BRIAN: They see the passion a lot from the older students, the ones that have been here a long time. We use to take about nine months to educate the people. When they first came into the lab, they felt like they’d just sit there and do nothing, saying why do I need to be here? That’s the same mentality that happens when you’re in a class. You’re sitting there saying why do I need to learn algebra. You say this has no application to the real world. When you have someone actually show you right off the bat that actually gets them excited. When we put in the effort to just give them a little bit of a taste, they get hungry. They love to come back for more knowledge, learning. And that’s ultimately what engineering is about, is that continual search for accomplishing bigger and greater things.
FRANKLIN: How many CubeSats have you worked on that have actually flown?
BRIAN: I have two CubeSats in orbit right now. One is CP5 which is a de-orbiting sail. I came in about midway through the project, helped troubleshoot a lot of the C and DH [Communications and Data Handling], the radio problems that were plaguing our previous satellites. I also worked with USC on NES which is a larger satellite and much more complicated. I worked primarily on their 2.4-gigahertz radio communications.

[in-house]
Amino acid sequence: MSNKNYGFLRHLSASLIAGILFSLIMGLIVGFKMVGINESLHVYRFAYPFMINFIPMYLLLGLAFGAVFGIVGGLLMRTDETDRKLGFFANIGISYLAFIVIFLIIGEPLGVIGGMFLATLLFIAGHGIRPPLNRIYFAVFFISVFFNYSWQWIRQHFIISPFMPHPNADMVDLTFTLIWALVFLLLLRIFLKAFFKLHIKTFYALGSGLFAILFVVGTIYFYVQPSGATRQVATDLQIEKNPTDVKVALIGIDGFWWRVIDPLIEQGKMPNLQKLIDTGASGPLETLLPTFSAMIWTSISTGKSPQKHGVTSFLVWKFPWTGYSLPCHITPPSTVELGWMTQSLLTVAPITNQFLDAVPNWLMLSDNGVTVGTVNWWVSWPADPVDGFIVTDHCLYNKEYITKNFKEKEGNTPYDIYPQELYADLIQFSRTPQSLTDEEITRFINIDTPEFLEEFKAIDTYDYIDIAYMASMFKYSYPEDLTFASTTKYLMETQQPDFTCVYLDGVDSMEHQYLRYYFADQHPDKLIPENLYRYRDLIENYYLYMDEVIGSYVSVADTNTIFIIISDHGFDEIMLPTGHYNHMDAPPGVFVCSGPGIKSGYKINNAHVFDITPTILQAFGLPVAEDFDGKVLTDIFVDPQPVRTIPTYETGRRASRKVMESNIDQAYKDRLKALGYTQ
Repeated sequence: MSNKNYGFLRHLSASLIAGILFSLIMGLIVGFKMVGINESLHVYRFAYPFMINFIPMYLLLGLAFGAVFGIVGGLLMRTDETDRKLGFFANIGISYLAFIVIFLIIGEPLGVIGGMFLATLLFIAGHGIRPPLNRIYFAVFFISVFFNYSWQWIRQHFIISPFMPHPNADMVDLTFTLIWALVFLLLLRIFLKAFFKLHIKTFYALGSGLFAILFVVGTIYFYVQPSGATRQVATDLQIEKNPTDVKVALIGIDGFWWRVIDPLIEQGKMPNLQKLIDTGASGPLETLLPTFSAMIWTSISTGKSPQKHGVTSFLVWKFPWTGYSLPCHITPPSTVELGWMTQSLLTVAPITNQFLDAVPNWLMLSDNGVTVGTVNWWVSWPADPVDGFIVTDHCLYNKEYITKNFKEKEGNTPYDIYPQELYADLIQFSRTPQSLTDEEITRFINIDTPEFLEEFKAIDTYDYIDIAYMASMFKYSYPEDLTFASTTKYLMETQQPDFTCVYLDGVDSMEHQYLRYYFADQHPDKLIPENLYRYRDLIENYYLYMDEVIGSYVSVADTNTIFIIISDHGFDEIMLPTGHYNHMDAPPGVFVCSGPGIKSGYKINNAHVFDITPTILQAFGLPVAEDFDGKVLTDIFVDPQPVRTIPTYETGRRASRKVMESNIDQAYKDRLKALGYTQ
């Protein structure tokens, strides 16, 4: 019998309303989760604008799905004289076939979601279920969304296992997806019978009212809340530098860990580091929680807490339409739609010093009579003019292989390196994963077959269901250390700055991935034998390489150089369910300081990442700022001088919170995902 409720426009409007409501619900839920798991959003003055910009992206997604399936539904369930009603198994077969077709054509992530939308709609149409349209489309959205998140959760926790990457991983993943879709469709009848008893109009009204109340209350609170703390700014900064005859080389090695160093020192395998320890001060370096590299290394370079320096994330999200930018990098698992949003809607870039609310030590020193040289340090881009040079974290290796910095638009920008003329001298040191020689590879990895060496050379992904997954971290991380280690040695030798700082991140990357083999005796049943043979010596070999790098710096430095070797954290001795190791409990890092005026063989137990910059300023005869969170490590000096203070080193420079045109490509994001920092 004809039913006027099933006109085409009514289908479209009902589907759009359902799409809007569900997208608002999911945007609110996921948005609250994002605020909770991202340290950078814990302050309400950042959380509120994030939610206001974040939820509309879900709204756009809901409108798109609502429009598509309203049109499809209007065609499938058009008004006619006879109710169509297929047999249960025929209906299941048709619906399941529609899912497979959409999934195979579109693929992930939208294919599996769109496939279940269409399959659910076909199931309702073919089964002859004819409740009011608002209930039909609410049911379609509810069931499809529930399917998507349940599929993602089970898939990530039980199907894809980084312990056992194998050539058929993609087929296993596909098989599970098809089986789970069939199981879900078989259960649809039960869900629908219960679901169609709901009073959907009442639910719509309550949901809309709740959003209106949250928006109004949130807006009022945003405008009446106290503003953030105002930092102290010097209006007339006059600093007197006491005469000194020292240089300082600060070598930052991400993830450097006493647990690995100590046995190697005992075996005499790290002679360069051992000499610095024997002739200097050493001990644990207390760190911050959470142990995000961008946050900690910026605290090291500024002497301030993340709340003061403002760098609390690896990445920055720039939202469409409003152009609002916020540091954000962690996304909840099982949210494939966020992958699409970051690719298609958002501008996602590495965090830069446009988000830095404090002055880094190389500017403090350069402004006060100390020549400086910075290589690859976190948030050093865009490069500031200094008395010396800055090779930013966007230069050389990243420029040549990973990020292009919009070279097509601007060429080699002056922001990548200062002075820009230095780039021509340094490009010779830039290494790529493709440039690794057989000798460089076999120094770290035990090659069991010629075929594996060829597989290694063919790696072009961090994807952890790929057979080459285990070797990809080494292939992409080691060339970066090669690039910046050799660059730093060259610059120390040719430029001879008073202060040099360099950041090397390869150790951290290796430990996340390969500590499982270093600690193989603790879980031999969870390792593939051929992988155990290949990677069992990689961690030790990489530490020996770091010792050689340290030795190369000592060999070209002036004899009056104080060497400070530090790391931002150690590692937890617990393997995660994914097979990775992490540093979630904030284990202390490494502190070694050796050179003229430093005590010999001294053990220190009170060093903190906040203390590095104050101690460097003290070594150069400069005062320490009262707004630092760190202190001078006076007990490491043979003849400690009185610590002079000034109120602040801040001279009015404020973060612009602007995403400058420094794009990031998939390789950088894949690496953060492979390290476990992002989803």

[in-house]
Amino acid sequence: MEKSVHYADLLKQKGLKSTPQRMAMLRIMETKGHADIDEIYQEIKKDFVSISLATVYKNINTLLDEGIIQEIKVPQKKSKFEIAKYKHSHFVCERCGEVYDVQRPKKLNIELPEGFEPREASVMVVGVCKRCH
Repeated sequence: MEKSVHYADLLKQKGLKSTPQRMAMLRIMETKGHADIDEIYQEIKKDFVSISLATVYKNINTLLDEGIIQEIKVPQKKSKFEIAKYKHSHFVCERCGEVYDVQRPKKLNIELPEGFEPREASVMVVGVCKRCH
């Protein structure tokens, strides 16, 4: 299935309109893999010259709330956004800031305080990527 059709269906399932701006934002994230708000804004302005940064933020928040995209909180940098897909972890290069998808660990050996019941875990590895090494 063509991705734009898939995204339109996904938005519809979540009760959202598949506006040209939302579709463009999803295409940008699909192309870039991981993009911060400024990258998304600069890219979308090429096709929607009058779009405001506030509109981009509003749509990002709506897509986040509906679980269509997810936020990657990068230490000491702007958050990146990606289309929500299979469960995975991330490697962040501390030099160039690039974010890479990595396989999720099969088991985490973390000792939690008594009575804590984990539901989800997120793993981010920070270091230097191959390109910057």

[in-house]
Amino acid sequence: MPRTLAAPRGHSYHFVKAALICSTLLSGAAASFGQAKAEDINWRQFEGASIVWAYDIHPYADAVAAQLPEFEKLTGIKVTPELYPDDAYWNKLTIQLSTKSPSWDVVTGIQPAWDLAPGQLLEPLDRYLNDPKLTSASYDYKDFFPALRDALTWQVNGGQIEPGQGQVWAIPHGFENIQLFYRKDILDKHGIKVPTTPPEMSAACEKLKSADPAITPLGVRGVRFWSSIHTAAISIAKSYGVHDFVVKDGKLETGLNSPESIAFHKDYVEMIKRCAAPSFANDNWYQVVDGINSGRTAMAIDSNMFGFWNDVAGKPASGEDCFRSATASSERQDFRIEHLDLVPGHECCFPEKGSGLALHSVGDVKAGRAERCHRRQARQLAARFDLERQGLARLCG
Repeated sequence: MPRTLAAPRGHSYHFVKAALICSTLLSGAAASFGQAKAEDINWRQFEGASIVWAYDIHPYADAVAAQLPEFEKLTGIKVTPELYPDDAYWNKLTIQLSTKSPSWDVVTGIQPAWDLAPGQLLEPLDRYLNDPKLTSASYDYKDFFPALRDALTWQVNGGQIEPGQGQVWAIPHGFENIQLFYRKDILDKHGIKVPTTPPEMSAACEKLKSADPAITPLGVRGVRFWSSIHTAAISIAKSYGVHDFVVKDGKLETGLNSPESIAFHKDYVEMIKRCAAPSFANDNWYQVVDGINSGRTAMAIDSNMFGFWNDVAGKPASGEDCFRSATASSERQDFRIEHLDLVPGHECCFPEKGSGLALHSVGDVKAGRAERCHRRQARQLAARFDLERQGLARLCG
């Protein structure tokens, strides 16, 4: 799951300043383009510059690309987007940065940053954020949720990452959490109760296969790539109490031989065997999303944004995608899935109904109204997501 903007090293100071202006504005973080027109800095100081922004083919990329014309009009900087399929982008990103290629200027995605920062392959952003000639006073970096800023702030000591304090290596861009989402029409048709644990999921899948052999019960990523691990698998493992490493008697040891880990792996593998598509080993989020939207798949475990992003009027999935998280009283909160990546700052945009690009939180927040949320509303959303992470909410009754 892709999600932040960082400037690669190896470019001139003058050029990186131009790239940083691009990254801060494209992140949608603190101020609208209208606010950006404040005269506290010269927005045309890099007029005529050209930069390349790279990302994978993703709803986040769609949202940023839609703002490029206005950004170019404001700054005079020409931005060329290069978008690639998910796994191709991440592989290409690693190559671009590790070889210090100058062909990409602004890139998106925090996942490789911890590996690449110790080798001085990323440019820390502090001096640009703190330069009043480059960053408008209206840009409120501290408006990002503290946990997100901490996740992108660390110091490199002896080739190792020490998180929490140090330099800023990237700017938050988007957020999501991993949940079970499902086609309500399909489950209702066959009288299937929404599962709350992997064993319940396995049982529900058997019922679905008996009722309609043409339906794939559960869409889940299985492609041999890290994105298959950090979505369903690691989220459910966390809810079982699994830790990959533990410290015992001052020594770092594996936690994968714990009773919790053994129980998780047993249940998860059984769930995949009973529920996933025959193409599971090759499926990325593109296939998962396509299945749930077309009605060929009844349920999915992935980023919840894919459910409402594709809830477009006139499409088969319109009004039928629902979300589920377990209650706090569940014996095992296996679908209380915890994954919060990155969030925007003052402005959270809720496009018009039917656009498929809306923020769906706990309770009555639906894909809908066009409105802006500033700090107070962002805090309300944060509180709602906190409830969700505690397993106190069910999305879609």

FRANKLIN: When you say a larger satellite, it’s not just one cube, it’s two cubes or three cubes?
BRIAN: This was actually a 3U, so large from my perspective.
FRANKLIN: Okay. Most of the cubes that you work here on at Cal Poly are what we call 1U?
BRIAN: Yes. They’re just bases of units. The first standard is pretty much the smallest you can go, 1U. We try to show what we can do with the 1U. Many other universities try to get up and run with a 3U. That’s really tough. You can get into a lot of problems trying to develop a full 3-axis attitude determination control systems with deployables. A lot of people have one thing fail and their entire system fails. That leads to a lot of problems. We went through a much more iterated process. We’re okay with launching smaller satellites because we learned so much more from having our satellites in orbit, not just continuing to work on them in development hell.
FRANKLIN: Tell me a little bit about the large integration part of the CubeSat program here at Cal Poly.